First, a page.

Quirkiness is a tonic in Asia. At least that’s how it seemed in ‘1982’, Ningbo’s own mini-CBGB rock bar, when a Korean girl dressed in pink clothing and huge heart sunglasses was searching through the crowd to hand out toy musical instruments. Frenzied drumming came from a backing track mixed by her Japanese lover on an Apple laptop. The audience joined in with their toys as she returned to the stage to continue squealing into either of her two mics and vigorously shaking her toys, all laid out on a tray in front of her. Her body quivered to her own unusual sound taking on a trance-like state.

At uni there is no shortage of odd events. Probably a result of being ostracized from the rest of society in the city education zone, you find Chinese students organizing all manner of wacky competitions and campaigns. Walking to the canteen for instance you can pass stalls of ‘Green Bag’ designs created by students with a desire to express their environmental concepts on carrier bags. In the high street, a small pedestrian street where all the student accommodation, shops, cafes and post office etc are, I once passed a flower arranging competition. Students are given every opportunity to demonstrate how great they are. ‘Campus Guinness’, for example, is Nottingham Ningbo’s very own Guinness world records. Walking out of the high street I passed three challengers attempting the longest hoola-hooping record. Trying this for myself proved harder than it looked since these were clearly no ordinary hoola-hoops. The other day the Psychology Society conscripted Mickey Mouse in full traditional Chinese attire to lead a free hugs campaign. I got two and felt much better after them.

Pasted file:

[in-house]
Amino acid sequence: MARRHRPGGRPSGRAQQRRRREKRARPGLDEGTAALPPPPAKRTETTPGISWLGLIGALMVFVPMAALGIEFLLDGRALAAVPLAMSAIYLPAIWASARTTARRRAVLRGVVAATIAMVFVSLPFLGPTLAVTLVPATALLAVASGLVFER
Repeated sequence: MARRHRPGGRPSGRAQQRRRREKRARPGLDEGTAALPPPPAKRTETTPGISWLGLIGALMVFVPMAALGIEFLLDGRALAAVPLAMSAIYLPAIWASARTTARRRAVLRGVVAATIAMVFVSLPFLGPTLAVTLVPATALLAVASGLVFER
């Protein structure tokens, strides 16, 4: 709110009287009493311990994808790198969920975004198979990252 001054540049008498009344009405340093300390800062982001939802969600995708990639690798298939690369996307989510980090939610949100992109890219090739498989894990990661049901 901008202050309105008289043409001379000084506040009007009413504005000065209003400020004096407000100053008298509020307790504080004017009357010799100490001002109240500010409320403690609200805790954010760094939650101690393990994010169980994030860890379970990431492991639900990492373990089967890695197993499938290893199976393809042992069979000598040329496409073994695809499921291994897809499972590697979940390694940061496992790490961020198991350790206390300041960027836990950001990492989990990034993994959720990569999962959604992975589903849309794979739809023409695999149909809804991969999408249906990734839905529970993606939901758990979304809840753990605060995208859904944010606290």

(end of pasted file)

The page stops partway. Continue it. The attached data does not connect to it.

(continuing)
Inspired by the creative energies of our fellow Chinese students, my friends and I therefore entered a few challenges. The Fruit Platter competition gave us the chance to show off our originality with ordinary groceries. Though popular with the audience’s vote, our juicy expression of a pirate surrounded by ships and grapes didn’t impress the judges, despite how charming Pachoo had been while explaining the concept. Sometimes choice is not an option, as my Mandarin classmates and I discovered when we were shanghaied into a karaoke competition. Thankfully Pachoo and I saved the audience from our terrible voices by leaving the singing to a talented Russian girl while we pranced around in mouse costumes. The song was about how much mice love rice.

Chris Berragan

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